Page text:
The Dartmouth Observer

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Saturday, July 17, 2004
What are the Courts trying to prove?

In addition to the five months in prison, "Stewart also was ordered to spend five months confined to her home and was fined $30,000. She was allowed to remain free pending appeal. The sentence was the minimum possible under federal guidelines."

Should the justice system be about mercy? "Defense lawyer Robert Morvillo had asked the judge for a sentence of merely probation and community service working with poor women. He said Stewart "knows she's not perfect" and deserved mercy."

Given the unnecessarily punitive sentences that lesser felonies, drug dealing/possession, and the crimes oftentimes committed by poor people receive, one can only wonder whether white collar crime, a la Ken Lay of Enron, Martha or her stockbroker should be punished more severely.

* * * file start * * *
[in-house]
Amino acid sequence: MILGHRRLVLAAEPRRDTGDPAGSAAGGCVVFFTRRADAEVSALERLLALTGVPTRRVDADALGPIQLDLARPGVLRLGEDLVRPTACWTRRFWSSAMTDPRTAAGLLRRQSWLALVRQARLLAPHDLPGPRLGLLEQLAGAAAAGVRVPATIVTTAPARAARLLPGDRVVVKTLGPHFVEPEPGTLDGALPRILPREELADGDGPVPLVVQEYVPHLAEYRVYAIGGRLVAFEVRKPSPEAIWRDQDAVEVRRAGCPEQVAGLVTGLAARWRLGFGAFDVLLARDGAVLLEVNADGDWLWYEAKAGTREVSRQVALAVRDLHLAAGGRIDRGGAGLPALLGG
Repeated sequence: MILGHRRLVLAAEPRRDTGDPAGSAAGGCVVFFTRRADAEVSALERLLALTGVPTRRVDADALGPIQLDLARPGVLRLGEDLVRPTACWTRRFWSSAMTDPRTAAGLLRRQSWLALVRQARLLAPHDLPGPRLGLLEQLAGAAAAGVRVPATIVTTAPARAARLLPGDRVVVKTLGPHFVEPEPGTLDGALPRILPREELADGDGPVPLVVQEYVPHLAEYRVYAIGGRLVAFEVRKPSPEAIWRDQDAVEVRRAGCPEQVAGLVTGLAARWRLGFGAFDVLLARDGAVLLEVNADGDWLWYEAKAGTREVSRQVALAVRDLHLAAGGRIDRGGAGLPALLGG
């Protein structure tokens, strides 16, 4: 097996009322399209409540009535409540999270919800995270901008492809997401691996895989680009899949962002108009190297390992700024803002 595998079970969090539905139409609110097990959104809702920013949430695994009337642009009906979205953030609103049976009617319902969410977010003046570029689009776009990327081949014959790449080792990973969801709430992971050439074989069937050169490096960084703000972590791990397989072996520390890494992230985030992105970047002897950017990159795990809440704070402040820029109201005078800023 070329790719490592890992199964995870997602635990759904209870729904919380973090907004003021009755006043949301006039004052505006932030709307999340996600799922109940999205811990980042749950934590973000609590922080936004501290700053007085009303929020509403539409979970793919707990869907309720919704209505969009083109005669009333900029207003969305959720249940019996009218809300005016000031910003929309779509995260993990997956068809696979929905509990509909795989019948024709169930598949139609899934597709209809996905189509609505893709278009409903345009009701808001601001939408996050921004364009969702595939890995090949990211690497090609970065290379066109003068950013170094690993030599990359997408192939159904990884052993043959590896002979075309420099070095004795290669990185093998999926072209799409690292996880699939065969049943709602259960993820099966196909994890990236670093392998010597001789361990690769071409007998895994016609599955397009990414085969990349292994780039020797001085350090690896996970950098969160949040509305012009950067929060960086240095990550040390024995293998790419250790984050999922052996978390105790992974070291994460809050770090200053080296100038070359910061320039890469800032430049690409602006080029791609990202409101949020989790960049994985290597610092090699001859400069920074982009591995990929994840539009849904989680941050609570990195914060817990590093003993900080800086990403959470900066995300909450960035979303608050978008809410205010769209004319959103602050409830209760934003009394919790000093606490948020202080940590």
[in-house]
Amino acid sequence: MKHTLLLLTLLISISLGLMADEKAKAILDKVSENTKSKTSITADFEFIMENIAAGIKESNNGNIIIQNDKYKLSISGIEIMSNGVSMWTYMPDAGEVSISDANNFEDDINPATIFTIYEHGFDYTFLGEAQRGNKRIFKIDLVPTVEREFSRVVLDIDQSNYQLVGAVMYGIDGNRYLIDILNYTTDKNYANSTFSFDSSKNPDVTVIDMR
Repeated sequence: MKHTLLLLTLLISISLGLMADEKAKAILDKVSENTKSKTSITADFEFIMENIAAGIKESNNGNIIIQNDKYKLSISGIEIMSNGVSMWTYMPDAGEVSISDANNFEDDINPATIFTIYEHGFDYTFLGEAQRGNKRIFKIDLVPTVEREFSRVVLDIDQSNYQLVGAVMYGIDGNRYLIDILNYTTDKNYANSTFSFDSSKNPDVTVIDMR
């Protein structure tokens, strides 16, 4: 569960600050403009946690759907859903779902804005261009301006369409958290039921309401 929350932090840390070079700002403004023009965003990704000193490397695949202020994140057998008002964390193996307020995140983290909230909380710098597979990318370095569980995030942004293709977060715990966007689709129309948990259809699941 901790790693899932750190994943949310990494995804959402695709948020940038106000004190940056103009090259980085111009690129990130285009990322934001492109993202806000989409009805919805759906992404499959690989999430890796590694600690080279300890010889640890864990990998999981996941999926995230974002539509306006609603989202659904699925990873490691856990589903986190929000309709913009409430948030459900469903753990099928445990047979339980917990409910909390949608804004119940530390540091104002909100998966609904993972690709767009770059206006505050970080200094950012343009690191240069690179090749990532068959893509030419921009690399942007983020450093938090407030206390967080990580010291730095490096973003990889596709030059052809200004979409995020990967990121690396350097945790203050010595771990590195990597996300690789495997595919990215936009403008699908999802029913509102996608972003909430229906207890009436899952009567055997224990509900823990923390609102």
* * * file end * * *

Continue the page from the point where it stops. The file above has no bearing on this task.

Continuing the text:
CBS News opines:
It is a sentence that ought to educate Stewart about how being tough doesn't necessarily have to preclude someone from being compassionate. Even though Cedarbaum gave Stewart prison time, she didn't give her the maximum 16 months possible under the federal sentencing guidelines. Instead, she gave her near the minimum sentence possible while still ensuring some hard prison time. And even though Cedarbaum remains convinced that Stewart was fairly tried and convicted by overwhelming evidence, she was willing and able to recognize that Stewart has "suffered, and will continue to suffer, enough."
Concerning Ken Lay, "If convicted of all counts, Mr Lay could face up to 175 years in jail and fines totalling $5.75m. Bail was set at $500,000 by US magistrate Judge Mary Milloy, rejecting a request from prosecutors to post bail at $6m on the contention that Mr Lay is a flight risk."

A possible beginning to being "tough on coporate crime"?